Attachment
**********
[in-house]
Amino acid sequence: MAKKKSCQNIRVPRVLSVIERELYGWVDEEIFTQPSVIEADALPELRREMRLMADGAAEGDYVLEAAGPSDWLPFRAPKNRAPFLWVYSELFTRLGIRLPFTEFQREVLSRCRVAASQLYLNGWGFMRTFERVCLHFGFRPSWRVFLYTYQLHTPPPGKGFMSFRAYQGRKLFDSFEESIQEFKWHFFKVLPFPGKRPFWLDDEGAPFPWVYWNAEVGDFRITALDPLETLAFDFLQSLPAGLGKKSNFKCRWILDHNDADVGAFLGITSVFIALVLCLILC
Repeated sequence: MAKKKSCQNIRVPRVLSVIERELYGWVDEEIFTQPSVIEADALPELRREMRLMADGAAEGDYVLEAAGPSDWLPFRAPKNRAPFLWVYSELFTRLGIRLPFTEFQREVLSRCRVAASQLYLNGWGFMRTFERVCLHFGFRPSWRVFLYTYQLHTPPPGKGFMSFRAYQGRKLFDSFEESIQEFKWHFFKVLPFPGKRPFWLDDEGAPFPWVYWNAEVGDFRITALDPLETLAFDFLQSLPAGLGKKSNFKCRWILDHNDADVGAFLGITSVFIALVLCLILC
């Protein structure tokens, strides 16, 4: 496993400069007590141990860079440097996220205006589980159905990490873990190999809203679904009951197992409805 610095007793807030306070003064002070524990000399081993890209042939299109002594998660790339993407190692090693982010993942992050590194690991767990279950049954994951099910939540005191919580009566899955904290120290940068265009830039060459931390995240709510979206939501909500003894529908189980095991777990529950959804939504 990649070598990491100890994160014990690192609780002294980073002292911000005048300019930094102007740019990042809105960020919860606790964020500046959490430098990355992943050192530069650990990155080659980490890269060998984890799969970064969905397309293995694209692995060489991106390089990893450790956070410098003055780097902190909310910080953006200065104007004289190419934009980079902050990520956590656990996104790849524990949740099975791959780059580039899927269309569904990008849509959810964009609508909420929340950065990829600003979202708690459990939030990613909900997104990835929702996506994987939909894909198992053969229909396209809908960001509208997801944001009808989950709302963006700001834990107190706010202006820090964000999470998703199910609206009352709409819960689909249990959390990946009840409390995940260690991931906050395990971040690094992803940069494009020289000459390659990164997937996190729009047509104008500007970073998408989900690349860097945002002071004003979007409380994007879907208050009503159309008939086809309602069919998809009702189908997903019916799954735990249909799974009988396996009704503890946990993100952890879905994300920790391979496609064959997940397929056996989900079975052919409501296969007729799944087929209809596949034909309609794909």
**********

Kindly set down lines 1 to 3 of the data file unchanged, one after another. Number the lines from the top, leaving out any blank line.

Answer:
[in-house]
Amino acid sequence: MAKKKSCQNIRVPRVLSVIERELYGWVDEEIFTQPSVIEADALPELRREMRLMADGAAEGDYVLEAAGPSDWLPFRAPKNRAPFLWVYSELFTRLGIRLPFTEFQREVLSRCRVAASQLYLNGWGFMRTFERVCLHFGFRPSWRVFLYTYQLHTPPPGKGFMSFRAYQGRKLFDSFEESIQEFKWHFFKVLPFPGKRPFWLDDEGAPFPWVYWNAEVGDFRITALDPLETLAFDFLQSLPAGLGKKSNFKCRWILDHNDADVGAFLGITSVFIALVLCLILC
Repeated sequence: MAKKKSCQNIRVPRVLSVIERELYGWVDEEIFTQPSVIEADALPELRREMRLMADGAAEGDYVLEAAGPSDWLPFRAPKNRAPFLWVYSELFTRLGIRLPFTEFQREVLSRCRVAASQLYLNGWGFMRTFERVCLHFGFRPSWRVFLYTYQLHTPPPGKGFMSFRAYQGRKLFDSFEESIQEFKWHFFKVLPFPGKRPFWLDDEGAPFPWVYWNAEVGDFRITALDPLETLAFDFLQSLPAGLGKKSNFKCRWILDHNDADVGAFLGITSVFIALVLCLILC